We are middle class citizens. When we lived in the States we made so much money that we didn't qualify for welfare*...by $2 a month. Now that we're living out here we'd definitely qualify for welfare since our net income is between zero and a hundred dollars per month. We work for food.
I'm not even kidding. We. Work. For. Food.
Andrew tutors people's children in exchange for milk, sour cream, cheese and tortillas. And a nominal amount of money, 100% of which is applied to rent.
But that's what's fun about being a young, married couple. We'll have stuff eventually. Maybe.
Sadly, we are so well off compared to so many people here. We have Andrew's fellowship and our savings (as a rapidly deflating cushion). Andrew's fellowship money alone is many times more than what 95% of the population in Egypt sees in a month.
The rich-poor gap here is rather wide. There are the filthy rich and there are the desperately poor; not a lot of inbetweeners exist at all.
95% of the population earns 15 LE or less per day. That's like $3! A value meal at McDonald's costs 15 LE. 95% of the population doesn't have the means to eat at McDonald's.**
Truthfully, we really wouldn't care if we never ate at McDonald's but we do enjoy going out to eat every once in a while. That's a luxury most Egyptians don't have. In fact, it's a luxury that less than 5% of the population can afford.
Andrew and I were talking about this last night.
I think that a strong middle class is very important key to having a healthy society. The middle class is what drives a country to progress. The upper class have basically everything money can buy and are therefore in need of nothing. Ideally they'd be showing altruistic tendencies, but from what I see of the wealthy here, they don't. Instead they are prone to snobbery.
The wealth here is "old money," so being rich is akin to being royal. Farida Mokhtar finds it "ironic that the elite people of AUC are standing in a food queue." She doesn't seem to care if other people stand in line but feels that she, a member of the 5% upper class, shouldn't have to.
On the other hand, a big chunk of the population is worried only about basic needs: food, clothing, shelter. They aren't getting enough to eat, they don't have enough to wear, and they live in unfinished houses. I don't think they are concerned about changing the government or saving the environment; they only want to have enough rice at the end of the day to feed their children.
And that is the dichotomy we see here. Maadi gives way from villas and grand guarded apartments to rural, farmland just that quick. There are cars driving along side donkey-drawn carts.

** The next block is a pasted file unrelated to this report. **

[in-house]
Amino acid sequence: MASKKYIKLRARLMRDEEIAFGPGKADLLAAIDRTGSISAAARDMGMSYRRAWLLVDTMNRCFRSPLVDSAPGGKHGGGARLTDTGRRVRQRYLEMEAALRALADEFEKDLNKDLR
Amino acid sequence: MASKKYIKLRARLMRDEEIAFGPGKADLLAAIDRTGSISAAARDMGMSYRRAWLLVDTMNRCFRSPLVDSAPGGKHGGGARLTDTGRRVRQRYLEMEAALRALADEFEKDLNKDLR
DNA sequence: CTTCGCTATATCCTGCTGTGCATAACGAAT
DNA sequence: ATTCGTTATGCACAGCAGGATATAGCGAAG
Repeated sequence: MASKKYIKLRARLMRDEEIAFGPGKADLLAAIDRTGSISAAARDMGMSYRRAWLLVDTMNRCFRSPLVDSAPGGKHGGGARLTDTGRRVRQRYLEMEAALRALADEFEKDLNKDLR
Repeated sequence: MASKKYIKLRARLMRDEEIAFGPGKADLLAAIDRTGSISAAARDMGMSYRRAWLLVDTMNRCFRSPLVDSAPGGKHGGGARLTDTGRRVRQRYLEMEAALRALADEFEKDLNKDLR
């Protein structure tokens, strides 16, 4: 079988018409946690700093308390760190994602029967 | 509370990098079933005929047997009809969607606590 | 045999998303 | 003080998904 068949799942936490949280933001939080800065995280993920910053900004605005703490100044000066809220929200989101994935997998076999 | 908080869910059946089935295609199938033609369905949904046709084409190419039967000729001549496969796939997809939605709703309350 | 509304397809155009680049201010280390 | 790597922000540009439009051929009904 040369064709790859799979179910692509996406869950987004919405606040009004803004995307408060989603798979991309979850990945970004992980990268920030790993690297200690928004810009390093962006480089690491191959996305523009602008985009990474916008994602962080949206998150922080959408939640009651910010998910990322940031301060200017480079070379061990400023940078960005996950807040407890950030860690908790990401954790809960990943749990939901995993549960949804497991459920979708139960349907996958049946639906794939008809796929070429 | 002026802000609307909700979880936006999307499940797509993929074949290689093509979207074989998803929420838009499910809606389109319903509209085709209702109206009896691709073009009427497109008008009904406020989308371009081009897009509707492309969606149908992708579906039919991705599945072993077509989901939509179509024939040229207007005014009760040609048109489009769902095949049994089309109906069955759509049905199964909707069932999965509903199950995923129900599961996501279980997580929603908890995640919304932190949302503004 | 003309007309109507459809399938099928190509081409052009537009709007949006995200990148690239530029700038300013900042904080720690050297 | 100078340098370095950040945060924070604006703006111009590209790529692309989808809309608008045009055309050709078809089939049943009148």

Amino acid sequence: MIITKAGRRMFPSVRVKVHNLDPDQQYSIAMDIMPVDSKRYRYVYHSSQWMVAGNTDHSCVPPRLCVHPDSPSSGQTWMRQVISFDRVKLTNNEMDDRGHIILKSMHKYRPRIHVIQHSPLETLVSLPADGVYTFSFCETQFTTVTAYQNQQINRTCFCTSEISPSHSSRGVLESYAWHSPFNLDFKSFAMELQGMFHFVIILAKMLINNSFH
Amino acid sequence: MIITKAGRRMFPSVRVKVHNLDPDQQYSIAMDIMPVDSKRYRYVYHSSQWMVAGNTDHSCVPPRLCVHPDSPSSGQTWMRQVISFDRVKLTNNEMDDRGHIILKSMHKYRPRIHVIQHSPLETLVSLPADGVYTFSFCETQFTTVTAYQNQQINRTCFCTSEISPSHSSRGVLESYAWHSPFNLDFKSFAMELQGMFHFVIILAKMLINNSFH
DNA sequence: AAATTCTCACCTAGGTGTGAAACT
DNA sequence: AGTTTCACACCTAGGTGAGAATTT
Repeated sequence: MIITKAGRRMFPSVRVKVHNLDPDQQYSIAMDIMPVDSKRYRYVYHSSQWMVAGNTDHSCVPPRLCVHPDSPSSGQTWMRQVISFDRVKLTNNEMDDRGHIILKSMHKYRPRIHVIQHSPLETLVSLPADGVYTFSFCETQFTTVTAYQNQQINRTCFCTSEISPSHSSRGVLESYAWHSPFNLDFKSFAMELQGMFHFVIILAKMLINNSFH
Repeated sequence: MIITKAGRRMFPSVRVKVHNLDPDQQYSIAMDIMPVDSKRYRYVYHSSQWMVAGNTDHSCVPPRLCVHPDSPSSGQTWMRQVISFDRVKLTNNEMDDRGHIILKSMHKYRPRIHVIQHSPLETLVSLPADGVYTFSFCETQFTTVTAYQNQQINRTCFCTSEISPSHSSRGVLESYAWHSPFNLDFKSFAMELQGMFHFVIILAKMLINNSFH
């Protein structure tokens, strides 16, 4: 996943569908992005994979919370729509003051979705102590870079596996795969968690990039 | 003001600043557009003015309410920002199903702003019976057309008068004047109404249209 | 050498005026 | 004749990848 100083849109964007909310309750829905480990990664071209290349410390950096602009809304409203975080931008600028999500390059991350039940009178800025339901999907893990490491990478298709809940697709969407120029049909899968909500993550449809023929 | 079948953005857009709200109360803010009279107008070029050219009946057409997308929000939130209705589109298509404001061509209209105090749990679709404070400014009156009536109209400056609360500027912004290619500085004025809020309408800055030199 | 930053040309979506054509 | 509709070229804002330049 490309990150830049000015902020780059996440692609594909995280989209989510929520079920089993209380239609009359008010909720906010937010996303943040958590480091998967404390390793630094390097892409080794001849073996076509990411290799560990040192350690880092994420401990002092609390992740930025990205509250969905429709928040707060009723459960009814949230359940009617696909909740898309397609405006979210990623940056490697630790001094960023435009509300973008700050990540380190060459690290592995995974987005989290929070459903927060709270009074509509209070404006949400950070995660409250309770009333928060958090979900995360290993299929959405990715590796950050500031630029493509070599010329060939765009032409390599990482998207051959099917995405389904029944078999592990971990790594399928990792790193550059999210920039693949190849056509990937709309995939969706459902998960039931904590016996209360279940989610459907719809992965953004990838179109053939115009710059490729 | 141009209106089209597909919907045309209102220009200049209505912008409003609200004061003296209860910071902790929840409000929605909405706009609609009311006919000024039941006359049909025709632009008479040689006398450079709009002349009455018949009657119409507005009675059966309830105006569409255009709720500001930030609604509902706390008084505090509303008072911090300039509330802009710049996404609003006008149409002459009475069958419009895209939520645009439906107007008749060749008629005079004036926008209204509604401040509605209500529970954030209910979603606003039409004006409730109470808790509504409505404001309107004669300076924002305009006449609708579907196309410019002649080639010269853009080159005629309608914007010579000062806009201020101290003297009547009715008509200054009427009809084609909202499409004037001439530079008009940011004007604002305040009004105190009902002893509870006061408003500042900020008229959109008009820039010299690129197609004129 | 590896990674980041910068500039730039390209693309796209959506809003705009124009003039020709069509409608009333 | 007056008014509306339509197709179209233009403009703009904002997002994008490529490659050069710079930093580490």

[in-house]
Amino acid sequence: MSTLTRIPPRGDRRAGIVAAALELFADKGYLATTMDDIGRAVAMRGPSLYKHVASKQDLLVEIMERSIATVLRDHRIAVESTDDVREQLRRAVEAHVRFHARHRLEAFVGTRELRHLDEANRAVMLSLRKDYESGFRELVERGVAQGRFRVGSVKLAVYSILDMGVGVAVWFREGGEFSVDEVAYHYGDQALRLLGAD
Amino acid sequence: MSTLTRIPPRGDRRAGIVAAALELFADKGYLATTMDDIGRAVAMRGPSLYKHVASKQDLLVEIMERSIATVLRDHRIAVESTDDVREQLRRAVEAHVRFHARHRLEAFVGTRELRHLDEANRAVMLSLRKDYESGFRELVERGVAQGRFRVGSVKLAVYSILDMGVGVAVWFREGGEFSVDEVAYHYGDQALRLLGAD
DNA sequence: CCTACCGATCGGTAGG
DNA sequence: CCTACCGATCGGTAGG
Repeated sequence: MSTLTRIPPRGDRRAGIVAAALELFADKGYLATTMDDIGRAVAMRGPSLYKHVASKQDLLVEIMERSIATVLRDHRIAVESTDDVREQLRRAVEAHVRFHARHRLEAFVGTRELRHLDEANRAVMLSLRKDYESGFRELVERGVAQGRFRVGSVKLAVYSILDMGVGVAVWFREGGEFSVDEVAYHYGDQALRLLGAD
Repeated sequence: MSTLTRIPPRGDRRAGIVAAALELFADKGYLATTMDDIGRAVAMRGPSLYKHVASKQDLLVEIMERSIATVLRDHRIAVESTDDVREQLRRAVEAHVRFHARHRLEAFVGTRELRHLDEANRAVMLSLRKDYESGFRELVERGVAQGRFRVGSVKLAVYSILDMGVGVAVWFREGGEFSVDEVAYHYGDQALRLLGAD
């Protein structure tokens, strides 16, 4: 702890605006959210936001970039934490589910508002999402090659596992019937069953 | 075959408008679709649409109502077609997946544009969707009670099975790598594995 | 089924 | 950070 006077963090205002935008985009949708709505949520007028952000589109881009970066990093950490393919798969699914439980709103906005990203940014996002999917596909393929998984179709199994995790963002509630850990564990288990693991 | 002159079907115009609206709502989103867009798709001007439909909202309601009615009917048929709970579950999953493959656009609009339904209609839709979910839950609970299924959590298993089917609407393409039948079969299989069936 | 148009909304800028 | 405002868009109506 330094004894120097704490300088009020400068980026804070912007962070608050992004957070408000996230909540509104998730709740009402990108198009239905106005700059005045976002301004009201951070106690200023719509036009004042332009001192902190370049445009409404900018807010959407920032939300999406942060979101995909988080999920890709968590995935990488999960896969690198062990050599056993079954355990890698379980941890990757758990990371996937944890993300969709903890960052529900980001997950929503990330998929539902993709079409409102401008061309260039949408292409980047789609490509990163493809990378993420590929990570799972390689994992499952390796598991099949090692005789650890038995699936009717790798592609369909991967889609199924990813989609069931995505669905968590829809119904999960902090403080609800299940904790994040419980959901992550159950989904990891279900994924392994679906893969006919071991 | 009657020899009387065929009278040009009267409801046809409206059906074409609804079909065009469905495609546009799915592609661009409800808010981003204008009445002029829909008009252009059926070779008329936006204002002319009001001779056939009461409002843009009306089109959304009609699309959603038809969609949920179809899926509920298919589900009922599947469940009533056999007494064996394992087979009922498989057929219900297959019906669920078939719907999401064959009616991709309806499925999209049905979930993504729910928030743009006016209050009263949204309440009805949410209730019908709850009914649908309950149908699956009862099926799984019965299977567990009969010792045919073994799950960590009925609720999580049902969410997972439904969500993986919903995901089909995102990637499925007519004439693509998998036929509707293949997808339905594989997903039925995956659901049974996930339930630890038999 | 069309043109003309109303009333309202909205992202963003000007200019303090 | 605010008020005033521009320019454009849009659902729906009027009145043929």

The middle class is almost completely non-existent, which is rather unfortunate for everyone since I think that most new ideas originate in the middle class--those aspiring to better themselves. Do you think little Miss "I Shouldn't Have To Wait In Line" is going to come up with a more fair economic policy or the solution to world hunger? Do you think the starving farmers have the time to worry about such things?
It's unfortunate for us, too, because we can't find anything middle-classy. When we went out to Nile Mall the other day everything was terribly expensive. The stores here either have posh brand-name apparel or cheap junk. It's almost impossible to find anything of decent quality for a decent price.
Instead of wasting their time and money on projects that only provide more benifits and variety to the wealthy, international aid groups need to see what they can do to decrease the rich-poor gap. AUC got a ton of money from USAID, which is just ridiculous. That only helped a handful of the needy who were lucky enough to get jobs as janitors and parking lot monitors. Mostly, though, it just helped the "elite" more. Most foreign aid projects seem to only help the elite more.
The task of solving the poverty issue here is too great for me. It breaks my heart to see houses sided with cardboard boxes.*** At the same time, though, I find it quite telling. One particular house that I am thinking of is no bigger than the smallest of our bedrooms. A whole family, with multiple generations, lives there. I've never seen any of them out begging. They all just work hard.
I appreciate that. They take what they're blessed with and make the most of it. I like to think that they would appreciate any extra help they get.
Unlike the beggar woman who berated me for offering her bread instead of money. Or the tissue vendors who con people into buying a packet of tissue for upwards of 1LE! Just think--they sell 10 packets of tissue a day and they are as well off as a school teacher!
Knowing how little so many people has makes me appreciate what I have so much more. It also makes me more willing to share with others. By American standards we don't have a lot but we still have plenty. Until we finish with grad school though, I have a feeling we'll continue to work for food.
*We once looked into doing WIC after I quit work to have Rachel but...it didn't work out since I was still working and we just never bothered to apply again after our income was cut in half.
**Mitchell, Timothy. Rule of Experts: Egypt, Techno-Politics, Modernity. (Berkeley: University of California Press, 2002): 285-286.
***Picture forthcoming if I get brave enough to snap one.